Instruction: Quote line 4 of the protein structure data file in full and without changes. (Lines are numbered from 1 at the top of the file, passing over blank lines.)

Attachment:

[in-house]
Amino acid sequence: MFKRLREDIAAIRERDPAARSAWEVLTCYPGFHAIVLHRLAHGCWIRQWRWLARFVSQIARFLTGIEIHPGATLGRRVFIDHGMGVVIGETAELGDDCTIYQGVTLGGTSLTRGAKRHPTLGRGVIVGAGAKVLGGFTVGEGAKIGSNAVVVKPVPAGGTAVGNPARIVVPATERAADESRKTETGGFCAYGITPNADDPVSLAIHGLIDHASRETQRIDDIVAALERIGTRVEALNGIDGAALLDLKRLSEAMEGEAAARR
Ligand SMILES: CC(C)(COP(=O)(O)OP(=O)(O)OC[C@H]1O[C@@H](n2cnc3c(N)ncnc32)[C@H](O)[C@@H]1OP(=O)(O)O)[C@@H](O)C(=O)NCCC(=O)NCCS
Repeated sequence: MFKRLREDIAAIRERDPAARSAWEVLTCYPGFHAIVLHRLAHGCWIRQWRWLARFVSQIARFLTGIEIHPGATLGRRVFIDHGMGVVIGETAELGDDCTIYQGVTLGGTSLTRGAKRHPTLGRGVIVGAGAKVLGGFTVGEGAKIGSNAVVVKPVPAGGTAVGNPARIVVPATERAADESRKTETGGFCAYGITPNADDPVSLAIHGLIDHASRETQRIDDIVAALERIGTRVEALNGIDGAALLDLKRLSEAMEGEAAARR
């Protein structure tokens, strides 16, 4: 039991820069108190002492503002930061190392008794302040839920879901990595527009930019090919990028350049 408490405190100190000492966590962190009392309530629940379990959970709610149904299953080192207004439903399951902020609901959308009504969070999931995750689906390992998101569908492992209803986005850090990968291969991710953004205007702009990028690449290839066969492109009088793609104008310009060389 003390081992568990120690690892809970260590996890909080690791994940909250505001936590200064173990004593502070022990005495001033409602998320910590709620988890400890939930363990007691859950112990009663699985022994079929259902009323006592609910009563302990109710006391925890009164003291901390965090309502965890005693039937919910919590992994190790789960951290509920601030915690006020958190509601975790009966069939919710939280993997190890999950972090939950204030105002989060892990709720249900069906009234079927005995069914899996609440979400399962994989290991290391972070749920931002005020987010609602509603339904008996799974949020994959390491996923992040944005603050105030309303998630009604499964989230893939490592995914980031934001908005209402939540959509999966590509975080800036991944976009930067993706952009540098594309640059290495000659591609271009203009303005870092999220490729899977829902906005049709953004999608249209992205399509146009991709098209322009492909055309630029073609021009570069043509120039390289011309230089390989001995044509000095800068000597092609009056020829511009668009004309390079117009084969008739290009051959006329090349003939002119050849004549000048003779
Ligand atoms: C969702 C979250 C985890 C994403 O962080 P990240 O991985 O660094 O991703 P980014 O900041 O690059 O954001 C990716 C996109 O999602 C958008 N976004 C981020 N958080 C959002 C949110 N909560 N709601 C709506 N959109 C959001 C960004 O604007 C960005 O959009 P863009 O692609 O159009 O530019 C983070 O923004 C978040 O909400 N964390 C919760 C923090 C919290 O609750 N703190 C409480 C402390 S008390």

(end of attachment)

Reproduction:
Repeated sequence: MFKRLREDIAAIRERDPAARSAWEVLTCYPGFHAIVLHRLAHGCWIRQWRWLARFVSQIARFLTGIEIHPGATLGRRVFIDHGMGVVIGETAELGDDCTIYQGVTLGGTSLTRGAKRHPTLGRGVIVGAGAKVLGGFTVGEGAKIGSNAVVVKPVPAGGTAVGNPARIVVPATERAADESRKTETGGFCAYGITPNADDPVSLAIHGLIDHASRETQRIDDIVAALERIGTRVEALNGIDGAALLDLKRLSEAMEGEAAARR